from Him, Through Him, To Him

There is a powerful passage tucked away in the middle of Romans that bears reviewing. To better grasp the context of this one passage I want to share a point with you about how some of the Biblical authors organized their messages or letters to their audiences. For help with this, I want us to look at Romans, Ephesians, and 1 Peter.


Some of you may have a study Bible that helps organize the scripture passages in each book a certain way. Something I was shown a few years ago that has helped me in trying to “rightly divide the Word of Truth” is in how these three books mentioned previously are presented.


Paul and Peter both shared in the initial part of their letters with their audiences about “What God Has Done” or said another way in some study Bibles, “What We Are to Believe”.


What We Are To Believe / What God Has Done

Romans 1 - 11

Ephesians 1 – 3

1 Peter 1 – 2:10


The authors then devote the remainder of their letters, or as we call them “books”, to what some call the “How We Are to Live” section or said another way, “How to Apply What God Has Done” that was shared in the first part of the book or letter.


How We Are To Live / How To Apply What God Has Done

Romans 12 - 16

Ephesians 4 – 6

1 Peter 2:11 - 5


In general, Paul started all of his letters out in a similar fashion. It was as if Paul knew that if you did not start with God and become grounded in what He has done for you, then it would be futile to focus on how to live. Paul knew that everything proper in life started with God and our relationship with Him. It is why He stated in Romans 1:16 that “the Gospel is the power of God that brings salvation”. True life, a life filled with joy and peace from Christ Himself, starts only after the miracle that God does in you.


I have shared with you before how many Biblical scholars consider Romans the high point of scripture. Paul in this book discusses more of the details about what has occurred through Jesus Christ than in any other book he wrote. Being the scholar that he was, he brought together the Old Testament and the death, burial and resurrection of Jesus Christ in an amazing way. God selected Paul specifically for this task. He was the one God chose to highlight for the entire non-Jewish world, the Gentiles, the message about Jesus Christ and the faith-based salvation and righteousness available to them through Jesus Christ.


Many Bibles actually highlight this section of Romans we will review today as “Paul’s Doxology”. So, what is a doxology? Folks as old as myself and even those older such as Ed Smith who reads these notes each week, remember singing the Doxology in church each Sunday. It was a short hymn of praise to God. I referenced one of the more common versions of a doxology hymn several weeks back in the note titled “How The Spirit Glorifies Christ”. One of the more common definitions is “a short hymn or line of praise to God”. The following is Paul’s Romans Doxology.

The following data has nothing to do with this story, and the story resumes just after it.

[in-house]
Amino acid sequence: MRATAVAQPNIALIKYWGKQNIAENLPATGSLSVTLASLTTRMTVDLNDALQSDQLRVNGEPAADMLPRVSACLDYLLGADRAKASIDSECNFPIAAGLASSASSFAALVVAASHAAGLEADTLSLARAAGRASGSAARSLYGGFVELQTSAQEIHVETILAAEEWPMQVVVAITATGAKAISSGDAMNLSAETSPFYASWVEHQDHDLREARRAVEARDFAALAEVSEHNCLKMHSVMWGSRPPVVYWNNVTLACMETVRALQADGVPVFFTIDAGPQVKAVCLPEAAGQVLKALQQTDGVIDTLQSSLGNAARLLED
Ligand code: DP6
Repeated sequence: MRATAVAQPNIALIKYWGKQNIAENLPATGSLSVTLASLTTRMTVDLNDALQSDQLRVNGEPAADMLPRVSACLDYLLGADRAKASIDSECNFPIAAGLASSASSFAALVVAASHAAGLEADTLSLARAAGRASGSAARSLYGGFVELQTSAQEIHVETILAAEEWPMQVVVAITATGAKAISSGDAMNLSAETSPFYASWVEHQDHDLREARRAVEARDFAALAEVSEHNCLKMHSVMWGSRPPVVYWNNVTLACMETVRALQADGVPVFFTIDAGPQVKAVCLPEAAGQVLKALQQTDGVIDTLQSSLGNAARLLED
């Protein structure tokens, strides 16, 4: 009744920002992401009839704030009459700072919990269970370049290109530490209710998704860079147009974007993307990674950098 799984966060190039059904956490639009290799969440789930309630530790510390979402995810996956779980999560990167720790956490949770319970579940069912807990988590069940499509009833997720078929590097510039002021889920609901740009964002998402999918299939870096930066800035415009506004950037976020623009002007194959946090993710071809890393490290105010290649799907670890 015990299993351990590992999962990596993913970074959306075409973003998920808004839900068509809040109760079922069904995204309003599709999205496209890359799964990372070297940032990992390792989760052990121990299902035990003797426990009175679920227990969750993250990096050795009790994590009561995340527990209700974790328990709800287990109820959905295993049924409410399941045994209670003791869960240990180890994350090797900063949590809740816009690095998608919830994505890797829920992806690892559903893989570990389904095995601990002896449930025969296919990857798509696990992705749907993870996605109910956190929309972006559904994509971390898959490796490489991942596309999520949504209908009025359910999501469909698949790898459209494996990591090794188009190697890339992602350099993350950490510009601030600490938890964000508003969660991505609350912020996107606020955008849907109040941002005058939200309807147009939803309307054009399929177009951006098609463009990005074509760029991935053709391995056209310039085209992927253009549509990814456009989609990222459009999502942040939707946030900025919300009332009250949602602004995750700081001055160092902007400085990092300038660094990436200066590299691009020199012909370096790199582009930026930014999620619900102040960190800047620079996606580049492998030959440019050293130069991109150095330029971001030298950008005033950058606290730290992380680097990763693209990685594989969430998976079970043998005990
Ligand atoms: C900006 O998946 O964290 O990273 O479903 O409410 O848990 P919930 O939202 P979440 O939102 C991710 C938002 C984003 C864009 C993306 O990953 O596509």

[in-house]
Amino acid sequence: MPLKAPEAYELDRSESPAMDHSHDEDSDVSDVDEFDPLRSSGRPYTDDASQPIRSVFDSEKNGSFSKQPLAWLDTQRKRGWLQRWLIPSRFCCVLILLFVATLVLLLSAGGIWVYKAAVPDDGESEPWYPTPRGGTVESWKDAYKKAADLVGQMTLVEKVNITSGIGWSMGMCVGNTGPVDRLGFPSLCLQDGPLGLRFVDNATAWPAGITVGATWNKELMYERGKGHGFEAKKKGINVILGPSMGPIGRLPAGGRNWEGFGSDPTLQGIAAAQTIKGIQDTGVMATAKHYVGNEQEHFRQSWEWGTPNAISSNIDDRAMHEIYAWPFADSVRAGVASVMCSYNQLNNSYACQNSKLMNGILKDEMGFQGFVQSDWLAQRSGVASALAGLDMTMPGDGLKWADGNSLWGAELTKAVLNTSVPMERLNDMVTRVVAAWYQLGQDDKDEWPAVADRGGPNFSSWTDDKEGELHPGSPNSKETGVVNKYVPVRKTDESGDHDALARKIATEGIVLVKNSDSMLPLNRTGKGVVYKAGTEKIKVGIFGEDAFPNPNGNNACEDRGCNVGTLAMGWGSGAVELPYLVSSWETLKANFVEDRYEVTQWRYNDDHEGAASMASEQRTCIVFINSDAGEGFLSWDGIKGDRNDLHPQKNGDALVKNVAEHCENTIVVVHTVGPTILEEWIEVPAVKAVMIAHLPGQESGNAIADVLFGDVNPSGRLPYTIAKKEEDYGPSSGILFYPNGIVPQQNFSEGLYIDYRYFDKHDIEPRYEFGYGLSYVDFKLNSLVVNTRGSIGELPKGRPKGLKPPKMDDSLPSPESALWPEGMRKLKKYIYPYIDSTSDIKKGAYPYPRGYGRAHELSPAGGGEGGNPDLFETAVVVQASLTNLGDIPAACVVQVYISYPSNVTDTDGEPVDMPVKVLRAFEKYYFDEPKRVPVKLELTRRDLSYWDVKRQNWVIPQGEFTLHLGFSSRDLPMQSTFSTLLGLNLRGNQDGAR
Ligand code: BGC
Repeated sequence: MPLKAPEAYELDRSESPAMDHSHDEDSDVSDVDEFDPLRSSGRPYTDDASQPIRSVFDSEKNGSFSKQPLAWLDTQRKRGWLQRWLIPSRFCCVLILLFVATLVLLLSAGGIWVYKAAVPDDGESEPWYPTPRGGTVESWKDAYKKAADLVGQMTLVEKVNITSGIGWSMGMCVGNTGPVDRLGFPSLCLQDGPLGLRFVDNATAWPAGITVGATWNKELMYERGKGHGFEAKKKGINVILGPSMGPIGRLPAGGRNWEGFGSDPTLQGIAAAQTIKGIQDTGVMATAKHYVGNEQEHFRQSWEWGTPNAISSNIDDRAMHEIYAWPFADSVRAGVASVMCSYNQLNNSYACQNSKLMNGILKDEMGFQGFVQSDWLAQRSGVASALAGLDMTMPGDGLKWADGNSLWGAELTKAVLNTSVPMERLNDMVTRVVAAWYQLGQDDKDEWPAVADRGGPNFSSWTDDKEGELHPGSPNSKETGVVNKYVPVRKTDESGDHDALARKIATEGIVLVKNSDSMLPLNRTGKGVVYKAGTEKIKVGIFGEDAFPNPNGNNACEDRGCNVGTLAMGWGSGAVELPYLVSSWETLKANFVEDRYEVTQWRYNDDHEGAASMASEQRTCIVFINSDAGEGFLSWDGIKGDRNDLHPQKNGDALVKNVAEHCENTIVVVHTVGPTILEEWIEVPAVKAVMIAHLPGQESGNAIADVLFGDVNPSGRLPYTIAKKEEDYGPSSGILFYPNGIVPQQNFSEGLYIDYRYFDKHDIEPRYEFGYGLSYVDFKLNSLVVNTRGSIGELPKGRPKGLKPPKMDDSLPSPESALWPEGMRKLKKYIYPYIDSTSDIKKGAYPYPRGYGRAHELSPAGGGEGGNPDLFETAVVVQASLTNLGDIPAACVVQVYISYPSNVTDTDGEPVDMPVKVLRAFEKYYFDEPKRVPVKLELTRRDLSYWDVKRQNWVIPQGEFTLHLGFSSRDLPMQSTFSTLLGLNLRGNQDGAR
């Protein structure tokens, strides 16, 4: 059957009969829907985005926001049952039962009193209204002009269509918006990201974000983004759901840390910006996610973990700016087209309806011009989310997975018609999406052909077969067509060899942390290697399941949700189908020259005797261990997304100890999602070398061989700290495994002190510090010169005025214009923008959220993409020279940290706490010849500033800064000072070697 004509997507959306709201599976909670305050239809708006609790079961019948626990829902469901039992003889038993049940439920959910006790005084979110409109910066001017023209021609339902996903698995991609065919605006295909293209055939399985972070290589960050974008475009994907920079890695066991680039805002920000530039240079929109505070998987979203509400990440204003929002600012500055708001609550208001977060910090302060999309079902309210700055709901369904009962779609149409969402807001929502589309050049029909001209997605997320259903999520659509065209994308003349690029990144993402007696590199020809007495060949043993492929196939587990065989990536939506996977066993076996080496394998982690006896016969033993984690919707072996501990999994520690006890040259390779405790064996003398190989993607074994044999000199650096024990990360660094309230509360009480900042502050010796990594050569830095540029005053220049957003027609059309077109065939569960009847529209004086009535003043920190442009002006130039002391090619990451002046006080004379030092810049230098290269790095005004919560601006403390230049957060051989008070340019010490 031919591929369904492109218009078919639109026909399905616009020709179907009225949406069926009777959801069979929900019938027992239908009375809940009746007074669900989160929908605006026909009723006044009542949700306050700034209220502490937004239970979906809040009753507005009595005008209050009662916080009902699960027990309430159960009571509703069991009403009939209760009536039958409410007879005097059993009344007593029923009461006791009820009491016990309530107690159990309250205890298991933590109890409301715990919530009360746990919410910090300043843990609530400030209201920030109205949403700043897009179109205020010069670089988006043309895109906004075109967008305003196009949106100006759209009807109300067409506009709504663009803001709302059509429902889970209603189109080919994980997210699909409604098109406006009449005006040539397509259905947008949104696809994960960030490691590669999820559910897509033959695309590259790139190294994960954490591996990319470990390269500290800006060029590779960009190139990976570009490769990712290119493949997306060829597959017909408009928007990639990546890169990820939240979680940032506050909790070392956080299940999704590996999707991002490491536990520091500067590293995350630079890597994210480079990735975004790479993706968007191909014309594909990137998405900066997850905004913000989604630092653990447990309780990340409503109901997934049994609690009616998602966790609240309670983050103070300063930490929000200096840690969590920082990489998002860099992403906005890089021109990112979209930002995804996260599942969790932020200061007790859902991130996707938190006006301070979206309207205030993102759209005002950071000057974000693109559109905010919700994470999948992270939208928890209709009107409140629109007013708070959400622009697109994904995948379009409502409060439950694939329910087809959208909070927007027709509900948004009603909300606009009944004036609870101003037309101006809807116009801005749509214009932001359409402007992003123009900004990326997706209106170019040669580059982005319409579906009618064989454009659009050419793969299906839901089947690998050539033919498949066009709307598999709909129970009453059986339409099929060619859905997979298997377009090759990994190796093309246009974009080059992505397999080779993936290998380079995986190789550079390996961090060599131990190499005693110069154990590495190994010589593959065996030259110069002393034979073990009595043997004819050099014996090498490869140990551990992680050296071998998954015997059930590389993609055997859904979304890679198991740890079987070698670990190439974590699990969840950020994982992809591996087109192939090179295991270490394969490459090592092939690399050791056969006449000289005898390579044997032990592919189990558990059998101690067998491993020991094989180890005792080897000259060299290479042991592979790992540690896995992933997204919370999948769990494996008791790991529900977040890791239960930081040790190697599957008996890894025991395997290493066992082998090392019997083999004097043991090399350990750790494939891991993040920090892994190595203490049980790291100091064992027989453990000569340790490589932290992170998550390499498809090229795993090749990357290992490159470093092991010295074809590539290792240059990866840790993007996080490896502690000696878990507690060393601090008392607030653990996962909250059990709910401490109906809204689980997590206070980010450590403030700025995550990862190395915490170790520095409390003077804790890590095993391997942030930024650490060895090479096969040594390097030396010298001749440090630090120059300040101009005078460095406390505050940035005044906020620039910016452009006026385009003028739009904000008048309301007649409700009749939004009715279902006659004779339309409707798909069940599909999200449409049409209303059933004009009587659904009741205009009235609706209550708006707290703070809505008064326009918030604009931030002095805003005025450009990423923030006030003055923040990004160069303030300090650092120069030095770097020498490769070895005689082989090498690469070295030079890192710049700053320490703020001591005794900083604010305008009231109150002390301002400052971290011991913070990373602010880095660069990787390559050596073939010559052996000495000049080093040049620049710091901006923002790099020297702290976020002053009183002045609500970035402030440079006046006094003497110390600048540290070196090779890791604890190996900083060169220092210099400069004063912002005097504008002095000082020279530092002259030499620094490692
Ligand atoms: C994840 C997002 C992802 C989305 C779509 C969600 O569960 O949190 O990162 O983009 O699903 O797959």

Romans 11:33 – 36 (ESV)

33) Oh, the depth of the riches and wisdom and knowledge of God! How unsearchable are His judgments and how inscrutable His ways!

34) “For who has known the mind of the Lord, or who has been His counselor?”

35) “Or who has given a gift to Him that he might be repaid?”

36) For from Him and through Him and to Him are all things. To Him be the glory forever. Amen.


Paul has just finished writing down his most complete work on what God the Father, Jesus the Son, and the Holy Spirit has done in Romans 1 – 11:32. He now breaks into a moment of praise and worship, considering all that has been written before. It is not a coincidence that Paul includes two passages from Scripture in this short burst of worship and praise. The center of all praise to God should always be Biblically based, in other words, praising God for what He has done and who He is. The songs we sing in church on Sunday, though contemporary in style, are typically always based on some points from the Bible. Ron and Cory have a close friend named Scott Windrum who visited us at the old church building many, many times. He led a praise and worship seminar one week where he taught several from the community about praise and worship. A core theme Scott always highlighted was that praise and worship is always to be scripture based.


Verse 34 is a quote of Isaiah 40:13. Remember Isaiah 40 is that passage I referred us to a few weeks back and stated that it is a chapter that Cory or Ron could preach from for weeks on end. Each week, some preacher somewhere is quoting passages from Isaiah 40 to their congregation.


Then in verse 35 Paul quotes from Job 41:11. If you are familiar with the book of Job, chapters 38 – 41 are the chapters where “God speaks”. Every verse in those chapters is recording what God says to Job after the many previous chapters where Job and his friends discuss and contemplate all the calamity that has befallen Job in the span of just a few days.